What’s the Health IT Buzzword of 2015? (Full post at Medscape.com)

Note: This is an excerpt from my first column at Medscape.com.

While walking my dog one recent evening, I listened to a podcast in which two Internet pioneers suggested that there are only two ways to make money: via “bundling” or “unbundling.”[1] They described everyday examples, such as the music industry, which started out by bundling individual songs into record albums. The music industry then turned to unbundling, when iTunes® sold individual songs for 99 cents, then bounced back to a bundling phase with such services as Spotify® or Rhapsody® that bundle entire music libraries to sell for a monthly fee.

A similar ebb and flow occurred with television. Cable TV channels have long bundled individual channels to be sold as a package. However, we are now seeing unbundling, with such services as HBO GO® selling individual channels to consumers.

Remember browsing the never-ending connections of the Internet on the World Wide Web using your desktop browser? The Web has also been unbundled. We all now have dozens of smartphone apps that offer unique, distinct, and generally siloed functionalities.

Bundling and Unbundling Digital Healthcare

Healthcare has experienced similar trends. Before the era of electronic health records (EHRs), the typical physician’s office had its own paper chart for each patient. Every chart was its own silo, unseen and inaccessible to other physicians’ offices. I can still remember working in my primary care clinic and having to ask my patients what their specialist had said in consultation, because I had no access to their consult note. Lab information systems, pathology systems, radiology systems, and billing systems were all separate.

Today, at medium-sized to large healthcare organizations, the enterprise EHR has facilitated the integration of these systems. Hundreds or thousands of physicians across an organization share a single chart for a patient, which includes the patient’s lab results, radiology results, pathology results, and billing functionality, providing a unified and accessible medical record for each patient at each healthcare institution.

At the same time, these institution-wide EHRs include potentially unwanted or unneeded functionalities, much like that bloated cable TV bundle at home. In some cases, EHRs contain some inferior modules that must be used simply because they came with the package, and they lack other capabilities that the organization really needs.

Entrepreneurs have seized this opportunity, filling these functionality gaps and creating thousands of digital health apps. Each app attempts to offer a slice of functionality to consumers or to the healthcare system that is either unique or of higher quality.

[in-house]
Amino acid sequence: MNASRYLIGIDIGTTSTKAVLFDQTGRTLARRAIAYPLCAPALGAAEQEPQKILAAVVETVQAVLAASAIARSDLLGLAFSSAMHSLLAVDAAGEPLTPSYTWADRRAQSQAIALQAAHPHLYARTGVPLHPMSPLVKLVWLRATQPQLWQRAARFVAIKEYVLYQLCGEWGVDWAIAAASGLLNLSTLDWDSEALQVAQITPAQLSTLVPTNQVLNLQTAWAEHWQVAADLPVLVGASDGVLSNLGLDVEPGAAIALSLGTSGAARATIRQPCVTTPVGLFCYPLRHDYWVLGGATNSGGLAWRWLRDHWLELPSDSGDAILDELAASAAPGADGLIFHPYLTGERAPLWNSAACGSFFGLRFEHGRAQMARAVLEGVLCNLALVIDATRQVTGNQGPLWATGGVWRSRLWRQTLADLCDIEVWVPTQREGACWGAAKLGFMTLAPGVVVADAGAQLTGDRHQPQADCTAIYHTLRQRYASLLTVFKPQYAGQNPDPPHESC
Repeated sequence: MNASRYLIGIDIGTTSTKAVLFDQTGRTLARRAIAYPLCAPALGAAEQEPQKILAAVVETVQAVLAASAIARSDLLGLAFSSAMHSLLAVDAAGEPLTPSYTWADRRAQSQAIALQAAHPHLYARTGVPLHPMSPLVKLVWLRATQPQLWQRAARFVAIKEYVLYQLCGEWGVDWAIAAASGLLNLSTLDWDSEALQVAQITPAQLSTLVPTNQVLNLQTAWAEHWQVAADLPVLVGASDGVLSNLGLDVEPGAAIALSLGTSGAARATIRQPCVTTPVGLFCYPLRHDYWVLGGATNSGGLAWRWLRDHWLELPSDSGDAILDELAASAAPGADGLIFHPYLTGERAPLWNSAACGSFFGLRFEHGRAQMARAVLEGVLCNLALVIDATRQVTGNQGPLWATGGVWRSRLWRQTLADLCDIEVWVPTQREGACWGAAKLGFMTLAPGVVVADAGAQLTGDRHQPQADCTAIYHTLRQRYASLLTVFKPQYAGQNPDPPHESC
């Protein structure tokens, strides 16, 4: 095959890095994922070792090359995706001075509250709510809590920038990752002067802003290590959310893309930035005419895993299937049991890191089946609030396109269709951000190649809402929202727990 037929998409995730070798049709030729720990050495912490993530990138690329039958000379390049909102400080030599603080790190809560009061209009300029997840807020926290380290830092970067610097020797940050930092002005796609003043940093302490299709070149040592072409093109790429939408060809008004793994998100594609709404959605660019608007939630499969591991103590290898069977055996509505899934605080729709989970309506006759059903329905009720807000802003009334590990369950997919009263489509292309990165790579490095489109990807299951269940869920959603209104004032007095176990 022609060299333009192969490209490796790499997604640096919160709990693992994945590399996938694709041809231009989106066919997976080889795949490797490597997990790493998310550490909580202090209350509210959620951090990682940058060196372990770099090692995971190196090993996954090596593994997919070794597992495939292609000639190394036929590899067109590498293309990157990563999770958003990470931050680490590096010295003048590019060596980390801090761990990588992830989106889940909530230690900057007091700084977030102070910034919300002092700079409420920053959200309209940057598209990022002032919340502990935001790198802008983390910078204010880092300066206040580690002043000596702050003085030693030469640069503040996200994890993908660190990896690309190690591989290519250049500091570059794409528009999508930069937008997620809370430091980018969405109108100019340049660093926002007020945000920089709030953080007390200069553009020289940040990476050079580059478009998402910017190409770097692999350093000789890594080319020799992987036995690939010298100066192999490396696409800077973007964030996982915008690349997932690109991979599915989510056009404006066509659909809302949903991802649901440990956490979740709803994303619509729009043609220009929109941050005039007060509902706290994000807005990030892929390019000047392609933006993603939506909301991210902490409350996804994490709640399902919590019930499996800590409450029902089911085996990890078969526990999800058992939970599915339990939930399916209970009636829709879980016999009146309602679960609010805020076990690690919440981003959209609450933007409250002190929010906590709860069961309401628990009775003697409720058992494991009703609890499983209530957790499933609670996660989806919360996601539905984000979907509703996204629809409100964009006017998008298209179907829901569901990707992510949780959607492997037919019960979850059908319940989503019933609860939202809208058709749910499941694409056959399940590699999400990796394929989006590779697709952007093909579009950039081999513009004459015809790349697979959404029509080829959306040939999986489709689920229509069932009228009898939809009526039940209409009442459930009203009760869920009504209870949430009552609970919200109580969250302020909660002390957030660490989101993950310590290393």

We are not yet able to allow healthcare organizations to create mix CDs

The trouble is that most apps create siloed data and siloed functionalities. Although the EHR is the centerpiece of clinical workflows, most apps do not easily interact with the EHR. Most apps do not exchange data with the EHR. Nor do most apps even interact with each other, allowing free flow of data between them.

This is “unbundled” digital health. It is the iTunes era. We are not yet able to allow healthcare organizations to create mix CDs, where there is an intentional order and flow from track to track. Instead, we remain in the era of “come and buy your favorite songs à la carte for 99 cents, stick them all on your iPod Shuffle, and hit ‘play.'”

Click here for the rest of the blog post.

Can 3D Sculpture Help Patients ‘Grasp’ Diabetes Data? (Full post at Medscape.com)

Note: This is an excerpt from my most recent column at Medscape.com (full post at Medscape).

Recently, I was given a first look at a fresh take on BG monitoring, created by artist and technologist Justus Harris. Justus is an artist and technologist based in Oakland, California, and Chicago who was diagnosed with type 1 diabetes at age 14 years. He is blazing a new trail by bringing together personalized health data and the tactile world, creating 3-dimensional (3D) data visualization sculptures.

Often the most exciting innovations happen at the intersection of disciplines, such as the intersection of art, technology, and medicine. Sitting at this crossroads, Justus created an object that can be viewed through many different lenses. As an art gallery piece, it is a form of self-expression for someone struggling with a chronic disease, using art to humanize the BG numbers that he lives with on a daily basis. As a medical education tool, it is a very creative method that connects a patient with his BG data in a 3D, tactile, and visual fashion. This approach could even become a way for someone with low health literacy to rapidly understand whether his diabetes is in good or poor control, beyond what glycated hemoglobin conveys.

To read the full post, please go to the article at Medscape.com (note: you will need to sign in to Medscape to access it)

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